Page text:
Oklahoma vs Notre Dame: Blake Bell Solidifies Status as Sooners QB with Road Win
Oklahoma Sooners quarterback Blake Bell confirmed he was the best option as the program's starting signal-caller, accounting for 291 total yards and two touchdowns in his team's big 35-21 road victory over Notre Dame on Saturday.
Bell, a junior, started out the 2013 season backing up freshman Trevor Knight, but after he struggled throwing the ball, head coach Bob Stoops decided to plug Bell in as the No. 1 QB.
It certainly paid dividends when Bell lit it up in his first start in a blowout win over Tulsa, but beating the Fighting Irish in South Bend would be a different matter altogether.
The 6'6", 252-pound physical specimen beat Notre Dame more with his arm than with his legs, which had generated the majority of the hype surrounding Bell entering the year.
In the midst of Bell's official coming out party as the starter, ESPN.com's Jake Trotter wondered why he hadn't beaten out Knight in the first place:
Win or lose, Blake Bell has been magnificent today -- how did he not originally win the job in the preseason??— Jake Trotter (@Jake_Trotter) September 28, 2013
That has been the narrative thus far with Bell, who was impeccable in completing 22 of 30 passes for 232 yards and two touchdowns on the reputedly vaunted Notre Dame defense.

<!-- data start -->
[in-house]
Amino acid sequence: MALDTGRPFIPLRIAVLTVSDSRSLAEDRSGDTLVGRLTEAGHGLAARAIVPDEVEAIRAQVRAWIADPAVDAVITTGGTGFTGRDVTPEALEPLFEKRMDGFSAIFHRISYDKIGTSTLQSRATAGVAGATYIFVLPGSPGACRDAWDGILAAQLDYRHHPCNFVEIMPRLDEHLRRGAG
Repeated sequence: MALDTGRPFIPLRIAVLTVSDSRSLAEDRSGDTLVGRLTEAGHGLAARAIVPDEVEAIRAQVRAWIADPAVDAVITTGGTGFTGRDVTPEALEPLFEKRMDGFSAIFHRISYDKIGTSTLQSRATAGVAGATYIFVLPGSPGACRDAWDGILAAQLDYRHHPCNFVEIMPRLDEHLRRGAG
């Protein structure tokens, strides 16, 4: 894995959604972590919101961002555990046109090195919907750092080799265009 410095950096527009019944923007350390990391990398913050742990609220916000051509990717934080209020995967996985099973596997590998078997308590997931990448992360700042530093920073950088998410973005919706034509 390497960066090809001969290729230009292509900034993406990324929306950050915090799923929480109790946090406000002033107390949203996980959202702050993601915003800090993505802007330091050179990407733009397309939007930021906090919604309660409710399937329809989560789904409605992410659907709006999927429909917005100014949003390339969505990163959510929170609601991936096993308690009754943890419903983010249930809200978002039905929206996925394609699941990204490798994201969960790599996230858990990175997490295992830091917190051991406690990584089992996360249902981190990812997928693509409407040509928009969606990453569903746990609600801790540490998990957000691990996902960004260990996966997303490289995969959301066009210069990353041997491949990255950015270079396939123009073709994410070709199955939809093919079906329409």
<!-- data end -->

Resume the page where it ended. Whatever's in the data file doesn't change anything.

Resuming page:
The last scoring toss, a 54-yarder to Sterling Shepard, came in the fourth quarter, not long after the Irish cut their deficit to 27-21. Bell's clutch 3rd-and-3 throw—an inside slant pass right on the money—bailed the Sooners out and bought them enough insurance to coast comfortably in the last 15 minutes.
Stoops summarized Bell's performance in a succinct, fitting manner after the game, per Eddie Radosevich of SoonerScoop.com:
Stoops pleased with no TOs, extremely happy with OLine. "Blake Bell was great, again"— Eddie Radosevich (@Eddie_Rado) September 28, 2013
How will the Sooners finish in 2013?
One point brought up often during the NBC telecast was the physicality of Oklahoma's offensive line, which allowed the rushing attack to thrive for 212 yards.
It makes sense that Stoops would take the time to single the unit out, especially against a defensive front featuring likely future NFL players in nose tackle Louis Nix III and Stephon Tuitt.
Fifty-nine of those rushing yards came from Bell, who has been dubbed the "Belldozer." However, he proved himself as a legitimate dual-threat quarterback that can sling the ball all over the field.
There are no doubts any longer as to whether or not Bell can hold his own as the leader of the Sooners offense. He will return to Norman to face TCU next Saturday, and nothing he did in South Bend indicates he'll slow down against strong competition.
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